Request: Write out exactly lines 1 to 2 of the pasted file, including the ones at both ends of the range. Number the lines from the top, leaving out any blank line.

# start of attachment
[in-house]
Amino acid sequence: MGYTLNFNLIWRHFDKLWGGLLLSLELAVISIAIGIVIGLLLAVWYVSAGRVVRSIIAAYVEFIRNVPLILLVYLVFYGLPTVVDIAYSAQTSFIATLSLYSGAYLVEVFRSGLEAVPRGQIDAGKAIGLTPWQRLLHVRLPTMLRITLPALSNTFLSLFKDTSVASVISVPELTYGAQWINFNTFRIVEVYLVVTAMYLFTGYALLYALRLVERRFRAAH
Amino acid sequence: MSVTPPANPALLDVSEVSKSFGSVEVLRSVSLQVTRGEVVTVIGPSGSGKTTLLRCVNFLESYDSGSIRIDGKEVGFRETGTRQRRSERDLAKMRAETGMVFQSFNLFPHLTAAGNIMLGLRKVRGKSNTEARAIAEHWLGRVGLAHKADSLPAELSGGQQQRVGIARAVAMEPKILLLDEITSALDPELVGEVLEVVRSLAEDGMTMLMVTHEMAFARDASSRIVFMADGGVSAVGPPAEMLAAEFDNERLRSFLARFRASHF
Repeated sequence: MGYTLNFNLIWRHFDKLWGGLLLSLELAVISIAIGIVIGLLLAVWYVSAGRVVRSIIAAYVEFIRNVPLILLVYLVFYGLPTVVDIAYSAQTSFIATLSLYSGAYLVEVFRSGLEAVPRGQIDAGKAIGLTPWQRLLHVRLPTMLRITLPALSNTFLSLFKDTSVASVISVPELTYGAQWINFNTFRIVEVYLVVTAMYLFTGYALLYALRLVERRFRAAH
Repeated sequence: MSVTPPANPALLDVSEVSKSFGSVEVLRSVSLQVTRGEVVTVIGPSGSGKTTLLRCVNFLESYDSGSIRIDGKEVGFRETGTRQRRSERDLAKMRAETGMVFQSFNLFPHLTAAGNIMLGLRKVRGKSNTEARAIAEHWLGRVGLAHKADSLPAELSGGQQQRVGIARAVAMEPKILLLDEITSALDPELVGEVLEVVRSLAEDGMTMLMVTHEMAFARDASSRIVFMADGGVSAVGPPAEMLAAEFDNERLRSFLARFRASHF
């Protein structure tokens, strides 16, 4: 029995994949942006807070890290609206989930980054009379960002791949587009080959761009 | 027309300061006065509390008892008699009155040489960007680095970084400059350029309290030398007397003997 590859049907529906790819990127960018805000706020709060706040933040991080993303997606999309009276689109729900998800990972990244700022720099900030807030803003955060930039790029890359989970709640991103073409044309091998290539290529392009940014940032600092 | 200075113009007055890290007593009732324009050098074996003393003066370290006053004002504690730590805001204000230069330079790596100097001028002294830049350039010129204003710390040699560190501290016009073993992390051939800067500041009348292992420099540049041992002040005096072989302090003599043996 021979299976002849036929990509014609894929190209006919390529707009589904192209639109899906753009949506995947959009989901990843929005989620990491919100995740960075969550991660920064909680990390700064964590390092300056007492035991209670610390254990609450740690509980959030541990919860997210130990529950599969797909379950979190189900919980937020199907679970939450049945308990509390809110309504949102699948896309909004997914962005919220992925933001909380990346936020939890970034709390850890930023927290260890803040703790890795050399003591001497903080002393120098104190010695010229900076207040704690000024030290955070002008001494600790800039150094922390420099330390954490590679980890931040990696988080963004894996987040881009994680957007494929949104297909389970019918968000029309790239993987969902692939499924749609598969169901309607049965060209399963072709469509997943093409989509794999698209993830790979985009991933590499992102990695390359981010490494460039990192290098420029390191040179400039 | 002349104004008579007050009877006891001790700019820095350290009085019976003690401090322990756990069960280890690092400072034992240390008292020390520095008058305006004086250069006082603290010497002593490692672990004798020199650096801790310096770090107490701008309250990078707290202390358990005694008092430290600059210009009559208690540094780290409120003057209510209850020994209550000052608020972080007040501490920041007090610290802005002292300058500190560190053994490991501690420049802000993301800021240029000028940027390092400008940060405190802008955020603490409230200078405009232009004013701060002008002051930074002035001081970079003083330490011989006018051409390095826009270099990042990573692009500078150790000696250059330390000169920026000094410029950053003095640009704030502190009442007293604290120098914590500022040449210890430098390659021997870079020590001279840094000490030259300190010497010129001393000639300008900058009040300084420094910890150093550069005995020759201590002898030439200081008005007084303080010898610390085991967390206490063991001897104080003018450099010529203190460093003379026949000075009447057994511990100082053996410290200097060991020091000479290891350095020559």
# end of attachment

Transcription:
[in-house]
Amino acid sequence: MGYTLNFNLIWRHFDKLWGGLLLSLELAVISIAIGIVIGLLLAVWYVSAGRVVRSIIAAYVEFIRNVPLILLVYLVFYGLPTVVDIAYSAQTSFIATLSLYSGAYLVEVFRSGLEAVPRGQIDAGKAIGLTPWQRLLHVRLPTMLRITLPALSNTFLSLFKDTSVASVISVPELTYGAQWINFNTFRIVEVYLVVTAMYLFTGYALLYALRLVERRFRAAH